Neelie Kroes, the European Commissioner for Digital Agenda, gave the opening address at last week's Frankfurt Book Fair. I just came across a copy of the speech last night, and I'm surprised it didn't get more attention.
This the first time that I've heard a politician talk about digital content and not simply repeat the nonsense they were handed by Big Content. Now that was a change of pace.
In her speech, she called for:
- Applying the same tax rate for ebooks that paper books get (ebooks are taxed at a higher rate in most European countries)
- a copyright system that balances the rights of all parties (not just the major media conglomerates)
- greater support for open and common ebook standards:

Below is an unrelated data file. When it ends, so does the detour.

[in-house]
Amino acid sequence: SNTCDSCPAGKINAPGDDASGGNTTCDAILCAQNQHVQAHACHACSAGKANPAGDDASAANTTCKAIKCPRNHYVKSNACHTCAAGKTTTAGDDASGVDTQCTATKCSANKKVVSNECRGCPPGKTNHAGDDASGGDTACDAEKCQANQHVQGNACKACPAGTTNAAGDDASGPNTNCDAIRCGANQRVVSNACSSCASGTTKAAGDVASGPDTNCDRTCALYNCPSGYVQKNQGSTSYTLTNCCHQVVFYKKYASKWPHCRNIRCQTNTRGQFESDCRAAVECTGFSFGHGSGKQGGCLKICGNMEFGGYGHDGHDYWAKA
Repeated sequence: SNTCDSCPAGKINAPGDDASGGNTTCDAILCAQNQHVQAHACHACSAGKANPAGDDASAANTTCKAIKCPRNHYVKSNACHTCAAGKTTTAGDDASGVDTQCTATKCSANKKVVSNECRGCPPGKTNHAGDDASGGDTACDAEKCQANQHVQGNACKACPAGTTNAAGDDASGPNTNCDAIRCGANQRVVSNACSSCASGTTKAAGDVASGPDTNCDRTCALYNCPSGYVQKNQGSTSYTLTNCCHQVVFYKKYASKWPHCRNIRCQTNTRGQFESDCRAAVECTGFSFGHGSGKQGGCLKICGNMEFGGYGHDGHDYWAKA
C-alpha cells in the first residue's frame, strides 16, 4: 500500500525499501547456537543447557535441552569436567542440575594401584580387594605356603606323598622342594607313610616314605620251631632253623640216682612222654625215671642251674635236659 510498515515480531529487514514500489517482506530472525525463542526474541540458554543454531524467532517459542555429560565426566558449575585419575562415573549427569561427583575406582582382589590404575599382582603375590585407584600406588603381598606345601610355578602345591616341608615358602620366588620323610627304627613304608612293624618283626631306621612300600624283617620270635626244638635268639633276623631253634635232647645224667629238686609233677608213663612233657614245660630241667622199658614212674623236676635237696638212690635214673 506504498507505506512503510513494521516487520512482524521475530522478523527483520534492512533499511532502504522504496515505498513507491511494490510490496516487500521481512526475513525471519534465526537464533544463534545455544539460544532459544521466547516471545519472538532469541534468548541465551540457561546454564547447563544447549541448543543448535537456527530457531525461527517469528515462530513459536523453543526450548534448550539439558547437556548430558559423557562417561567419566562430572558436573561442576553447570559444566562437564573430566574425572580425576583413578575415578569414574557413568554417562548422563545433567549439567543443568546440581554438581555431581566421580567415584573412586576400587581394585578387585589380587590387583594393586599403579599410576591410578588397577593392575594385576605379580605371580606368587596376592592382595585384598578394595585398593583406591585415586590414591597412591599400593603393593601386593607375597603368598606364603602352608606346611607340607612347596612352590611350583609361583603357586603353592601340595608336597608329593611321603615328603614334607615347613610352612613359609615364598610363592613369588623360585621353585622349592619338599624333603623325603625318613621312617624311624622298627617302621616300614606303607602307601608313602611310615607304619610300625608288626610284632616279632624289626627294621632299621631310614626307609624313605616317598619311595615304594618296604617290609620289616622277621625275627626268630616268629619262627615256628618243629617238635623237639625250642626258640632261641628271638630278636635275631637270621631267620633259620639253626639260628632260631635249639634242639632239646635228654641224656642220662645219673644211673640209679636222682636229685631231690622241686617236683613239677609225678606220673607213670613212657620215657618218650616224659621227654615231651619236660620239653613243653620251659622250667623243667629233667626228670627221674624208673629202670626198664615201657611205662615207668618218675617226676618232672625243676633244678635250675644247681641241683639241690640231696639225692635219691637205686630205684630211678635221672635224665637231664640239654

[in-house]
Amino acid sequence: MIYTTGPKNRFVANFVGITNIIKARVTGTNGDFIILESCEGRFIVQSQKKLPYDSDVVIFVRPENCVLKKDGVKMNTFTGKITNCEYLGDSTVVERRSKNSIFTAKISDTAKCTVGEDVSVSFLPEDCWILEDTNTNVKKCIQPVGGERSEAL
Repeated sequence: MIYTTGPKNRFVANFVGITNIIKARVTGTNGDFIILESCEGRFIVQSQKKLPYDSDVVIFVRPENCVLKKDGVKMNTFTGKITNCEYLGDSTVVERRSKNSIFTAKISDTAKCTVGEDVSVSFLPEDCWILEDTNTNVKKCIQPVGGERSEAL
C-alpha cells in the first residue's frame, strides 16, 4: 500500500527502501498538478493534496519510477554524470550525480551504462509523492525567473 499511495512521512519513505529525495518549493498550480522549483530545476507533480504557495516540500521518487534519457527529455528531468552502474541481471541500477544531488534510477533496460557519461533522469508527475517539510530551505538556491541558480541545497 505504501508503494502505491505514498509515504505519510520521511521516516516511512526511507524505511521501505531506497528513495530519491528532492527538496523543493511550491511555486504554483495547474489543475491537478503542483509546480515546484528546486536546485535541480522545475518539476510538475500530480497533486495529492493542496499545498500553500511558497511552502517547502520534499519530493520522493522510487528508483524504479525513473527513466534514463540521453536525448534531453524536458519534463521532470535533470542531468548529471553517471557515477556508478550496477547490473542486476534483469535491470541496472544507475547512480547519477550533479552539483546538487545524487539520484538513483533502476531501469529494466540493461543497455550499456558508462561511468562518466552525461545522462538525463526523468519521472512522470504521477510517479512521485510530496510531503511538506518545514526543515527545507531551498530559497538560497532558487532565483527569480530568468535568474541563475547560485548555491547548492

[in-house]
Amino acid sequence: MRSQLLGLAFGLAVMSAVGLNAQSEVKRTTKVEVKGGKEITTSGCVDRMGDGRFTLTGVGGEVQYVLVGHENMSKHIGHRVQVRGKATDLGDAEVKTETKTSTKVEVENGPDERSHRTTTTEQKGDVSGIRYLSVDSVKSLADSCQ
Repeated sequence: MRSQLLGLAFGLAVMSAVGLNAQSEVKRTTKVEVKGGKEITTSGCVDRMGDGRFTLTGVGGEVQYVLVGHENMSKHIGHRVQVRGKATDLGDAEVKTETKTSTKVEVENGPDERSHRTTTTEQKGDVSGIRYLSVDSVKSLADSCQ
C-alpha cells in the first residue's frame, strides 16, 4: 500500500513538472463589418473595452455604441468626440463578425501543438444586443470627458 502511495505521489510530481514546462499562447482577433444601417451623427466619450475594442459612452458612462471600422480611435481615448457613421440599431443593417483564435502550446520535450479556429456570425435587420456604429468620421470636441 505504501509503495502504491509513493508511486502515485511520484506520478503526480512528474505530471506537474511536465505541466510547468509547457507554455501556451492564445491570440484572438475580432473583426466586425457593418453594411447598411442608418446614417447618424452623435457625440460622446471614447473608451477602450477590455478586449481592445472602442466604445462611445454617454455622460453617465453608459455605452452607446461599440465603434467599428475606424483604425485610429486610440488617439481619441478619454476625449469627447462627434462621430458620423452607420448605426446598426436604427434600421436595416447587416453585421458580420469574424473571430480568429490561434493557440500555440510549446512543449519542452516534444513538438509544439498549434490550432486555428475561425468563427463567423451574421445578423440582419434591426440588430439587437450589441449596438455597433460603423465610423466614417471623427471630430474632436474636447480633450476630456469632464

Third, standards and standardisation—ensuring all parts of the machine fit together - can drive competitiveness, promote innovation, and stimulate competition. As the e-publishing sector develops, we may also have to consider how to deliver interoperability here too. That might mean, for example, that people can buy content for any device from any supplier, transfer that content between their own devices, and keep possession of it even beyond the device's lifespan. That could deliver openness, freedom and choice for the consumer - with benefits too for smaller market players like independent bookshops. Open standards already exist in this field, but take-up is still low.
It's well worth a read.